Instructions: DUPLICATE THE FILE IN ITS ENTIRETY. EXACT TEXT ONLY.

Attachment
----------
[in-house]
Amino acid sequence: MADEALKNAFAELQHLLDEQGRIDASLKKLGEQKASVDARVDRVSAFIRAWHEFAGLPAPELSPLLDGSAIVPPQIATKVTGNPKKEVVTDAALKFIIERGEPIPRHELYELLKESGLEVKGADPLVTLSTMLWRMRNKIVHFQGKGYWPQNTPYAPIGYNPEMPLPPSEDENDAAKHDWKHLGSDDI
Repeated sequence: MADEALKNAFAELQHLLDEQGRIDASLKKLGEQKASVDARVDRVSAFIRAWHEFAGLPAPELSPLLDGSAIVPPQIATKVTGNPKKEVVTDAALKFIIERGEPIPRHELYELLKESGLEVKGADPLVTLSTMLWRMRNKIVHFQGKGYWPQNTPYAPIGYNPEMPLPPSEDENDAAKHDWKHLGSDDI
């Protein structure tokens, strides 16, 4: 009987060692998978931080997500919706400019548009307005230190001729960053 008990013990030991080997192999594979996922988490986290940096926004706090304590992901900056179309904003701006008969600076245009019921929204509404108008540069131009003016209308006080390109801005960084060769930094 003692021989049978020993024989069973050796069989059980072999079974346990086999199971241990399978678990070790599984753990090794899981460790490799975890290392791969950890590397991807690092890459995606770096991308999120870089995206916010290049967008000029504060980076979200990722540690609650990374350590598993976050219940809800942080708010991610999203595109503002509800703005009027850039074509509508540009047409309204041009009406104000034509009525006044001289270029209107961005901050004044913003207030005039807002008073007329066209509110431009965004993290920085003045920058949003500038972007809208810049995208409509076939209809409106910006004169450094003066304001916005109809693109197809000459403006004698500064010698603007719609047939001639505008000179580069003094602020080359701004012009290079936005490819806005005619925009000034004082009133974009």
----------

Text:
[in-house]
Amino acid sequence: MADEALKNAFAELQHLLDEQGRIDASLKKLGEQKASVDARVDRVSAFIRAWHEFAGLPAPELSPLLDGSAIVPPQIATKVTGNPKKEVVTDAALKFIIERGEPIPRHELYELLKESGLEVKGADPLVTLSTMLWRMRNKIVHFQGKGYWPQNTPYAPIGYNPEMPLPPSEDENDAAKHDWKHLGSDDI
Repeated sequence: MADEALKNAFAELQHLLDEQGRIDASLKKLGEQKASVDARVDRVSAFIRAWHEFAGLPAPELSPLLDGSAIVPPQIATKVTGNPKKEVVTDAALKFIIERGEPIPRHELYELLKESGLEVKGADPLVTLSTMLWRMRNKIVHFQGKGYWPQNTPYAPIGYNPEMPLPPSEDENDAAKHDWKHLGSDDI
């Protein structure tokens, strides 16, 4: 009987060692998978931080997500919706400019548009307005230190001729960053 008990013990030991080997192999594979996922988490986290940096926004706090304590992901900056179309904003701006008969600076245009019921929204509404108008540069131009003016209308006080390109801005960084060769930094 003692021989049978020993024989069973050796069989059980072999079974346990086999199971241990399978678990070790599984753990090794899981460790490799975890290392791969950890590397991807690092890459995606770096991308999120870089995206916010290049967008000029504060980076979200990722540690609650990374350590598993976050219940809800942080708010991610999203595109503002509800703005009027850039074509509508540009047409309204041009009406104000034509009525006044001289270029209107961005901050004044913003207030005039807002008073007329066209509110431009965004993290920085003045920058949003500038972007809208810049995208409509076939209809409106910006004169450094003066304001916005109809693109197809000459403006004698500064010698603007719609047939001639505008000179580069003094602020080359701004012009290079936005490819806005005619925009000034004082009133974009």